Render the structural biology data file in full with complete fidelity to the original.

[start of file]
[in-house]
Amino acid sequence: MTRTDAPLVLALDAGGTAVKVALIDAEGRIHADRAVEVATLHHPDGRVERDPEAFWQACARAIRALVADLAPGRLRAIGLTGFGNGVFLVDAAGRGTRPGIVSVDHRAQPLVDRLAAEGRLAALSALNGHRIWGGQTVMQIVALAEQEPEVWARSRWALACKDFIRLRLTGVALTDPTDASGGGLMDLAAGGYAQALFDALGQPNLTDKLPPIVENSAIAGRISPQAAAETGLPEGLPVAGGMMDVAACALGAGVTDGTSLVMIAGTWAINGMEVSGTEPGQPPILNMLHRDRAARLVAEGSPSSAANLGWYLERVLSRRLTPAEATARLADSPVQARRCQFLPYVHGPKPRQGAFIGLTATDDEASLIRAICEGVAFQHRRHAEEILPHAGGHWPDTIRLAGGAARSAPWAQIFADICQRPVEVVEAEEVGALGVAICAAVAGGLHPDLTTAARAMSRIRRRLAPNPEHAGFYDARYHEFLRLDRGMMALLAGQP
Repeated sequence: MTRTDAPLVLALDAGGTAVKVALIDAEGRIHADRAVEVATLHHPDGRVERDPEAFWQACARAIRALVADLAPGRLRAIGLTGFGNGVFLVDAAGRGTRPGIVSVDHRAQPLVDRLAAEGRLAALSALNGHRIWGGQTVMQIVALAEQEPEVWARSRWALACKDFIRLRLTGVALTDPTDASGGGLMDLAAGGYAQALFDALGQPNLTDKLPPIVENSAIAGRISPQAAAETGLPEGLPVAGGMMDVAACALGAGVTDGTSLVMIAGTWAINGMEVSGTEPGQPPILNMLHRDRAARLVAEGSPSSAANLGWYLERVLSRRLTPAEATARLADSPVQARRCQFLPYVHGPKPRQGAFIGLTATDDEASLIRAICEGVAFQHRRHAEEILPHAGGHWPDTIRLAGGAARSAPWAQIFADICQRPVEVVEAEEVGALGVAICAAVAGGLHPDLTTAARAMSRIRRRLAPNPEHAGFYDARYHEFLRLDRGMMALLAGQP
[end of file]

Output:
[in-house]
Amino acid sequence: MTRTDAPLVLALDAGGTAVKVALIDAEGRIHADRAVEVATLHHPDGRVERDPEAFWQACARAIRALVADLAPGRLRAIGLTGFGNGVFLVDAAGRGTRPGIVSVDHRAQPLVDRLAAEGRLAALSALNGHRIWGGQTVMQIVALAEQEPEVWARSRWALACKDFIRLRLTGVALTDPTDASGGGLMDLAAGGYAQALFDALGQPNLTDKLPPIVENSAIAGRISPQAAAETGLPEGLPVAGGMMDVAACALGAGVTDGTSLVMIAGTWAINGMEVSGTEPGQPPILNMLHRDRAARLVAEGSPSSAANLGWYLERVLSRRLTPAEATARLADSPVQARRCQFLPYVHGPKPRQGAFIGLTATDDEASLIRAICEGVAFQHRRHAEEILPHAGGHWPDTIRLAGGAARSAPWAQIFADICQRPVEVVEAEEVGALGVAICAAVAGGLHPDLTTAARAMSRIRRRLAPNPEHAGFYDARYHEFLRLDRGMMALLAGQP
Repeated sequence: MTRTDAPLVLALDAGGTAVKVALIDAEGRIHADRAVEVATLHHPDGRVERDPEAFWQACARAIRALVADLAPGRLRAIGLTGFGNGVFLVDAAGRGTRPGIVSVDHRAQPLVDRLAAEGRLAALSALNGHRIWGGQTVMQIVALAEQEPEVWARSRWALACKDFIRLRLTGVALTDPTDASGGGLMDLAAGGYAQALFDALGQPNLTDKLPPIVENSAIAGRISPQAAAETGLPEGLPVAGGMMDVAACALGAGVTDGTSLVMIAGTWAINGMEVSGTEPGQPPILNMLHRDRAARLVAEGSPSSAANLGWYLERVLSRRLTPAEATARLADSPVQARRCQFLPYVHGPKPRQGAFIGLTATDDEASLIRAICEGVAFQHRRHAEEILPHAGGHWPDTIRLAGGAARSAPWAQIFADICQRPVEVVEAEEVGALGVAICAAVAGGLHPDLTTAARAMSRIRRRLAPNPEHAGFYDARYHEFLRLDRGMMALLAGQP